Rajendra And Ors. vs State Of Maharashtra on 27 July, 2006Equivalent citations: II (2006) DMC 456 SC, 2006 (7) SCALE 662, (2006) 10 SCC 759 Author: B Singh. Bench: B Singh, A Kabir
B.P. Singh. J.
1. The appellants herein have impugned the judgment and order of the High Court of Judicature at Bombay, Bench at Aurangabad, dated 13.07.2005 in Criminal Appeal No. 153/1996. The High Court by its impugned judgment and order has affirmed the conviction and sentence of the appellants passed by the Trial Court under Sections 498A and 302 IPC read with Section 34 IPC. On the former count the appellants have been sentenced to undergo RI for two years and to pay a fine of No. 500/- and in default to undergo RI for six months. On the latter count they have been sentenced to life imprisonment and to pay a fine of No. 1,000/- each and in default to suffer further RI for one year.
2. The deceased Rekhabi was married to the appellant No. 1 herein on May 01, 1995. Appellant No. 2 was the father-in-law while appellant No. 3 was the mother-in-law of the deceased. The occurrence is alleged to have taken place on the night intervening 29-30 September, 1995 at about 2.30 a.m. The case of the prosecution is that the appellant No. 1 needed a sum of Rs. 20,000/- (Rupees Twenty Thousand only) to obtain a job in the State Transport Department for which he had applied on the 10th August, 1995. He had asked his wife to convey the demand to her parents but the parents were unable to fulfill the said demand. According to the deceased she was being continuously beaten by the accused for the last about 3-4 days before the date of occurrence.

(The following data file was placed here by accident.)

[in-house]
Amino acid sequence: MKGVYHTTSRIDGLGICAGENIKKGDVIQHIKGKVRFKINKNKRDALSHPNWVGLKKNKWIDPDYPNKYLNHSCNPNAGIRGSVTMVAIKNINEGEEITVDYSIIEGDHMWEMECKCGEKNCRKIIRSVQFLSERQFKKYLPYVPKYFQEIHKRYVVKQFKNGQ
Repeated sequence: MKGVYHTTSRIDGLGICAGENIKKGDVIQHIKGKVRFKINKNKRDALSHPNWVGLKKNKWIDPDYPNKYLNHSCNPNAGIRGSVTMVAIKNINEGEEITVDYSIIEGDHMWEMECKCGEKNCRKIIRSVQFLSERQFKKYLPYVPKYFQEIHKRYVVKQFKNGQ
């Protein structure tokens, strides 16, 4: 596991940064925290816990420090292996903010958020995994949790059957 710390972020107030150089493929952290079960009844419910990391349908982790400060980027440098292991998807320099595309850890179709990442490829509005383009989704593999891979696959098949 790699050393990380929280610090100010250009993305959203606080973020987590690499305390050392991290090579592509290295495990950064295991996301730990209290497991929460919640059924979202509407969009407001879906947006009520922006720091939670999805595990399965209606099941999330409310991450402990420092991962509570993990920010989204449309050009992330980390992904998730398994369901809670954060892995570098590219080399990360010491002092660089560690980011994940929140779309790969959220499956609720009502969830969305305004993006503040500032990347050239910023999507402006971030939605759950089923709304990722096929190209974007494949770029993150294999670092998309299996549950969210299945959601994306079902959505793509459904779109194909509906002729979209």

3. On the night of occurrence, according to the prosecution, while the deceased was sleeping she was called to the adjoining room and while appellant No. 1 held her, appellant No. 3 sprinkled kerosene oil upon her and appellant No. 2 set her on fire. After doing so they ran away. The deceased also ran out of the house and raised an alarm which attracted several persons to the place of occurrence which included PW-7 Devidas and PW-8 Bansilal, another neighbour. They threw a guilt on her and extinguished the fire. The deceased was removed to the local hospital for treatment. It is not disputed that she was brought to the hospital by her neighbours and her husband appellant No. 1 and father-in-law appellant No. 2. The Police Sub Inspector PW-9 on getting information about the occurrence rushed to the hospital and recorded the statement of the deceased in the presence of treating physician PW-11. In her report to the PSI (PW-9) she stated that she was called by the appellants and while her husband appellant No. 1 held ‘her, appellant No. 3 sprinkled kerosene oil upon her and appellant No. 2 set her on fire with a match stick. The said report which was later treated as a dying declaration is said to have been recorded at 3.30 a.m. On the same day, a little later another dying declaration was recorded by a person nominated to act as Executive Magistrate by the Tehsildar for the purpose of recording dying declarations. PW-1 Dayaram Salave is the person who recorded the second dying declaration. The second dying declaration is to the same effect though specific role has not been assigned to the appellants as in the first dying declaration. There is, however, nothing inconsistent between the two dying declarations. The case of the prosecution is that later relatives of the deceased on coming to know of the incident came to see her at the hospital. From the record it appears that they came about 9.30 a.m.. PWs 2, 3, 4 and 6 were amongst the relatives who came to the hospital and in whose presence the deceased is stated to have made an oral dying declaration on the same lines as was stated in the first dying declaration before PSI PW-9.